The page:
"Senator Joseph Biden of Delaware, the ranking Democrat on the Senate Foreign Relations Committee, argued that the Bush Administration should take military action against Iraq, but not in the name of preempting Iraqi threats. Rather, Biden insisted, the war should be understood as an enforcement action to protect the standing of the [UN] Security Council–specifically, to uphold the cease-fire that the Council arranged after Desert Storm and that Saddam had violated. In a Senate speech on January 28, 2003, Biden said he would choose to act 'even if we do not get world support.' He reasoned as follows: 'Saddam is in material breach of the latest UN resolution. Yesterday's damning report by the UN inspectors makes clear again Saddam's contempt for the world and it has vindicated the President's decision last fall to go to the UN. The legitimacy of the Security Council is at stake, as well as the integrity of the UN. So if Saddam does not give up those weapons of mass destruction and the Security Council does not call for the use of force, I think we have little option but to act with a larger group of willing nations, if possible, and alone if we must.' "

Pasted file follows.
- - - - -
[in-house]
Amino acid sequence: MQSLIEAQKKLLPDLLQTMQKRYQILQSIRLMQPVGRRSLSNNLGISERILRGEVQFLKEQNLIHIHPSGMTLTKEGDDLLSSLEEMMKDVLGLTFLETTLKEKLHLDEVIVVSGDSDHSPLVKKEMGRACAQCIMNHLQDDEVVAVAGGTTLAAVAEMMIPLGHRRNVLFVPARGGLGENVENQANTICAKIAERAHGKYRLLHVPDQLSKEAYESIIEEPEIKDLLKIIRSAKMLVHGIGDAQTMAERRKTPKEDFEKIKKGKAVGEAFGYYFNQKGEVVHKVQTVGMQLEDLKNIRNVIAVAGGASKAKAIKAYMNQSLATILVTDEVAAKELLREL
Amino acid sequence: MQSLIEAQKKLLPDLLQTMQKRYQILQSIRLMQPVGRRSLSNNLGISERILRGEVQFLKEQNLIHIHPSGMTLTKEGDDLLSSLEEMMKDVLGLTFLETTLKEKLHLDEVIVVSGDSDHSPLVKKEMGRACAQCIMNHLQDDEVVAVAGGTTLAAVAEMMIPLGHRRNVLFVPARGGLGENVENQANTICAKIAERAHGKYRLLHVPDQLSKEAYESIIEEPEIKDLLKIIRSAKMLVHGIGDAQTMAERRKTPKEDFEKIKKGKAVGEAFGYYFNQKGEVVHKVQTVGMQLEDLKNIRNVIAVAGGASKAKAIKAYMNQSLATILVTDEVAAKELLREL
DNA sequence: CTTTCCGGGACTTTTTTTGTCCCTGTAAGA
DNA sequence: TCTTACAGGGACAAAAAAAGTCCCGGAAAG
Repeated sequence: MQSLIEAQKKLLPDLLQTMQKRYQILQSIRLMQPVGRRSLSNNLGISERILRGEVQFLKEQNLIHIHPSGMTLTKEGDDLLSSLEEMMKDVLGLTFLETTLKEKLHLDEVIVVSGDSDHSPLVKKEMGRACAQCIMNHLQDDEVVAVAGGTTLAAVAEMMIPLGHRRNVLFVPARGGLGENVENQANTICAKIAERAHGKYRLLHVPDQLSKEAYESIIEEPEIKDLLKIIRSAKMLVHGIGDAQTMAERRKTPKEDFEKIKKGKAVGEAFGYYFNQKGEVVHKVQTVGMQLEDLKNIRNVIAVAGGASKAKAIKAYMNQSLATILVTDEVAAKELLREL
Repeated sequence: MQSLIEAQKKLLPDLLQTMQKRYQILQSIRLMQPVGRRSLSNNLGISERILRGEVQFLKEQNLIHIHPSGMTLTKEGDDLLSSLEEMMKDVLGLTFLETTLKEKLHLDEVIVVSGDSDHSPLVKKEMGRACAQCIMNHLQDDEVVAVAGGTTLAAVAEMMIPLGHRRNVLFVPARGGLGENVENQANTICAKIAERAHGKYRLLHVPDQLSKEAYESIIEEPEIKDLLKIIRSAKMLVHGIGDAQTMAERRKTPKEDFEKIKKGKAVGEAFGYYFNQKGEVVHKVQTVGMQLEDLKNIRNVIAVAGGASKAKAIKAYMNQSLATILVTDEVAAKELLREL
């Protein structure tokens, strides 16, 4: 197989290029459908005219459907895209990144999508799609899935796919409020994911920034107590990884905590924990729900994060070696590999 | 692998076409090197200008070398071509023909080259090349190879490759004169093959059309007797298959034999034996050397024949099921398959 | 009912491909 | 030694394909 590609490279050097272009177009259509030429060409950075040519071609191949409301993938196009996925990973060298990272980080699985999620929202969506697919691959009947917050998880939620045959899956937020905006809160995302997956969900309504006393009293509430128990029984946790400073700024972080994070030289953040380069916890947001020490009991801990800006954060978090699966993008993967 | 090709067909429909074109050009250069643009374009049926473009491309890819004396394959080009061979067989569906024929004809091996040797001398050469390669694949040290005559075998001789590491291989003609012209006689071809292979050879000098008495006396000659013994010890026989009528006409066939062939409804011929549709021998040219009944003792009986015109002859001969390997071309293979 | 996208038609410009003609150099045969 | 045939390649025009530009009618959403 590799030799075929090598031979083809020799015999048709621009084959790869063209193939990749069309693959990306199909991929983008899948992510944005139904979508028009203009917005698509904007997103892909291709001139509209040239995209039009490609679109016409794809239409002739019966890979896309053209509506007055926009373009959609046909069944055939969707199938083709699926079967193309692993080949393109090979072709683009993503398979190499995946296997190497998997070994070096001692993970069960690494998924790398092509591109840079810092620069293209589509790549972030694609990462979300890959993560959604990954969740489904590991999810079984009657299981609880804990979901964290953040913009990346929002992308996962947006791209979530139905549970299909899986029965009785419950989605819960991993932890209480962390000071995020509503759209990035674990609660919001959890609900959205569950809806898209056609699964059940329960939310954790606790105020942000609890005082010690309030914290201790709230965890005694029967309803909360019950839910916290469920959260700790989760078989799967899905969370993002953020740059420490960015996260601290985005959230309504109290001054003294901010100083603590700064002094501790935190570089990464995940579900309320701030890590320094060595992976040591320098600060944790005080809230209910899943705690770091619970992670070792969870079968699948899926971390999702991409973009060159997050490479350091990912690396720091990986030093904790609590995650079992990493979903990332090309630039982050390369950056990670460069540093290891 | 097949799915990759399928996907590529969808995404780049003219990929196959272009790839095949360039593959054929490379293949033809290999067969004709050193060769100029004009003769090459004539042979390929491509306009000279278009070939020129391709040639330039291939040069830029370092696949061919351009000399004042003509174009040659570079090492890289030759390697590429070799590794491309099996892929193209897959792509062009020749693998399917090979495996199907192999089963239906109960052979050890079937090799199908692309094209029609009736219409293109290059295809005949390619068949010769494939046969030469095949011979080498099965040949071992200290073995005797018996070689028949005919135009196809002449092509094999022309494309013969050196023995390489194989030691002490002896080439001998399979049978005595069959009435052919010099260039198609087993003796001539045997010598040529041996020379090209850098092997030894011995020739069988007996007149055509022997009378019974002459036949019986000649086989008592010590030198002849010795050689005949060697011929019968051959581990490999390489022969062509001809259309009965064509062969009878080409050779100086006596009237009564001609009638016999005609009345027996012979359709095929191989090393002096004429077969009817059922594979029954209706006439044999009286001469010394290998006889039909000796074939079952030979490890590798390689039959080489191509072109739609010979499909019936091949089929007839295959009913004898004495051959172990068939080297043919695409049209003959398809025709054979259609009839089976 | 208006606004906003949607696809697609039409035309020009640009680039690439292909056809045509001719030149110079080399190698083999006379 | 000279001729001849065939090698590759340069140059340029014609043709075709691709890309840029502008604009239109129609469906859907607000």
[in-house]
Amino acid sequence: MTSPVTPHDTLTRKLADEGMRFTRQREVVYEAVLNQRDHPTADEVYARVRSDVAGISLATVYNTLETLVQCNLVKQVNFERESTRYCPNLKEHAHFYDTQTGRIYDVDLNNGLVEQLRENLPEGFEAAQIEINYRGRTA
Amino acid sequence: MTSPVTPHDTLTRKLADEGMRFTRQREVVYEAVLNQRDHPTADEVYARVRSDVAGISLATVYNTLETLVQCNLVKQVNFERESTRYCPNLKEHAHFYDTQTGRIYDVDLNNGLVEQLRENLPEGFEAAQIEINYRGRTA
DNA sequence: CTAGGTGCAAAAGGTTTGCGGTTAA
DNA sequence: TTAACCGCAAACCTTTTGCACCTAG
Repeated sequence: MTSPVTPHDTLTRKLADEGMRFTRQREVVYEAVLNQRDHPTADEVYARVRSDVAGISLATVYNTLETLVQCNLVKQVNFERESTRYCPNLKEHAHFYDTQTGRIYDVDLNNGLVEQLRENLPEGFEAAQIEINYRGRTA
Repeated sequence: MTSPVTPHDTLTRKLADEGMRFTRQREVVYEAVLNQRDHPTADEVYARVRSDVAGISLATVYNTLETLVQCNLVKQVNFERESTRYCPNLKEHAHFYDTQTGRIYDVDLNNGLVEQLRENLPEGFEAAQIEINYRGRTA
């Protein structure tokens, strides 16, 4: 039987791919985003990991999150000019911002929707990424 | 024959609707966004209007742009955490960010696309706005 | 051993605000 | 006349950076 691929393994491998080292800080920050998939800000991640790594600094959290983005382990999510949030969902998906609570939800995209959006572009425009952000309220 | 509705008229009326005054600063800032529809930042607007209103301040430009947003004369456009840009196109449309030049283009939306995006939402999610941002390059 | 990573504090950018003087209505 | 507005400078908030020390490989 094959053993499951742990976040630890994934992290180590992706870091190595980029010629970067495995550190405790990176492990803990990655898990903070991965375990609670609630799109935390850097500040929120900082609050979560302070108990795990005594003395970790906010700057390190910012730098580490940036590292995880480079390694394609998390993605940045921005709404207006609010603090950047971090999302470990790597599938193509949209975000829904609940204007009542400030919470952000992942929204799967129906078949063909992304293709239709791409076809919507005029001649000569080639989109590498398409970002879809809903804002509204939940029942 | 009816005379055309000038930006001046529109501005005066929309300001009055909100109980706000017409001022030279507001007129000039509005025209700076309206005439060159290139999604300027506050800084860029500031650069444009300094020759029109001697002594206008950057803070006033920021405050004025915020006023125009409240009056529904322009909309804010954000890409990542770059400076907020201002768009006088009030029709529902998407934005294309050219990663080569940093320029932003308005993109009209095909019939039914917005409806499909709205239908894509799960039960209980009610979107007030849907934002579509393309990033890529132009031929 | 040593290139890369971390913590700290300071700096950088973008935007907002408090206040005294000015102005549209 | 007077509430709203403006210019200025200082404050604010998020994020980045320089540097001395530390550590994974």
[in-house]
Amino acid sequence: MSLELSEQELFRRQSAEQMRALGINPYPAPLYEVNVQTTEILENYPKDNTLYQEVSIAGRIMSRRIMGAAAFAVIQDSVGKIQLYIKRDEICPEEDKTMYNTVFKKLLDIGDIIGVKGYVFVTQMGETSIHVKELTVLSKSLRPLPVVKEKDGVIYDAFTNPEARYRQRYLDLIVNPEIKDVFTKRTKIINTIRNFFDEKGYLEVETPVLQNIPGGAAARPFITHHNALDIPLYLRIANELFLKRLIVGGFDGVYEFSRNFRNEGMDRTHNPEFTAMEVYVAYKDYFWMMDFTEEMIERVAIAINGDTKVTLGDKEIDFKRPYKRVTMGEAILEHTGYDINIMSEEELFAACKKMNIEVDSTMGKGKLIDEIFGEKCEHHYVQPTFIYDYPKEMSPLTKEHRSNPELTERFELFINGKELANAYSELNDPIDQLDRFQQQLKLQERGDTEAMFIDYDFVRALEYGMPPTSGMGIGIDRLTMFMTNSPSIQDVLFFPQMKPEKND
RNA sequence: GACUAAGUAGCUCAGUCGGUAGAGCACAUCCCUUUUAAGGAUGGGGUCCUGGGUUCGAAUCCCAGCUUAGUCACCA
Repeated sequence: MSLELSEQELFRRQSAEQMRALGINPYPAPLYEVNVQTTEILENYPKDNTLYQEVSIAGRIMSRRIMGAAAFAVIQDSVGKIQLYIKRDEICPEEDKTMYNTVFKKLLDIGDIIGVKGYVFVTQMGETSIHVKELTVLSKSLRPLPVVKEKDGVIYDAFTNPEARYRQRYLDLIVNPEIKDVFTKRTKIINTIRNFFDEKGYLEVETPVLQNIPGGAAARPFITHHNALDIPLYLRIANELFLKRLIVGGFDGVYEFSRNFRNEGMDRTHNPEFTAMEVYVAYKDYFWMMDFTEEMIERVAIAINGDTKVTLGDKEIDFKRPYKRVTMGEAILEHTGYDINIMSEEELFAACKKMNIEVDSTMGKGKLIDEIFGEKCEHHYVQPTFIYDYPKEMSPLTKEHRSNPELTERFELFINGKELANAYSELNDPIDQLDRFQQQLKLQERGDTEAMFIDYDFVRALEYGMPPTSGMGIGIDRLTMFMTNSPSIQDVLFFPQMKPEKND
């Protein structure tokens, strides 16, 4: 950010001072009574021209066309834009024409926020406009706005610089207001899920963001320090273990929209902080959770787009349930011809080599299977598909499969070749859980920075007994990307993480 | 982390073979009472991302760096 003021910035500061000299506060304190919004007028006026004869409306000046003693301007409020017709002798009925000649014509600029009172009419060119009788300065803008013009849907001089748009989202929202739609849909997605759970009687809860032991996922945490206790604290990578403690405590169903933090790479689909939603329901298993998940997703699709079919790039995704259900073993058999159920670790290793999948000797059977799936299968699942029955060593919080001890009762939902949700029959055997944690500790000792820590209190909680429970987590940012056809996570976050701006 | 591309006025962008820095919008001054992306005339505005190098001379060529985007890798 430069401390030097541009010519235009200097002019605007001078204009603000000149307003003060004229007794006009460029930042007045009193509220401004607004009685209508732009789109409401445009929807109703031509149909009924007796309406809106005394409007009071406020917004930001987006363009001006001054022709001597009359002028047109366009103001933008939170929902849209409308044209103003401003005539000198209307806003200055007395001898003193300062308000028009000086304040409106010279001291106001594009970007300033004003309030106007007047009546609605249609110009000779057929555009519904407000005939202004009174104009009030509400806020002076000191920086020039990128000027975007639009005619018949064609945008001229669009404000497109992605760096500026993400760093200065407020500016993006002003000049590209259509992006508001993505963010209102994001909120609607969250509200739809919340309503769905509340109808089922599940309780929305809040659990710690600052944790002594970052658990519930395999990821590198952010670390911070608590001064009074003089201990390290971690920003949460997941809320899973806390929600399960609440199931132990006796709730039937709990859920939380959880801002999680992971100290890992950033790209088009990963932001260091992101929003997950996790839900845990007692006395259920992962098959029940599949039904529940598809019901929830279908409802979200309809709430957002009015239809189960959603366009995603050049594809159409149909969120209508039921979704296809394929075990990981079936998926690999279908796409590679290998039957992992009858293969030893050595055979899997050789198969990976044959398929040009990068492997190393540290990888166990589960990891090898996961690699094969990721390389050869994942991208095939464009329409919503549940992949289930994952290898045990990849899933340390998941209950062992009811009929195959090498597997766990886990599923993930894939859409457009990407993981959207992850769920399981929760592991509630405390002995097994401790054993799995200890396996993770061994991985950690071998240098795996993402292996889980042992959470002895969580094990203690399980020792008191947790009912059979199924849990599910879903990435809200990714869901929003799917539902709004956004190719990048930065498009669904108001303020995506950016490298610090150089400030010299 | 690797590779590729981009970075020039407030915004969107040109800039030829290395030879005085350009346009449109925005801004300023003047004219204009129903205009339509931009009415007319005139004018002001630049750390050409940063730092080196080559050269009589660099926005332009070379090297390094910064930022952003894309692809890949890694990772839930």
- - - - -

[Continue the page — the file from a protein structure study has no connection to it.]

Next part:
– War and Decision, Douglas Feith, 1/28/2003
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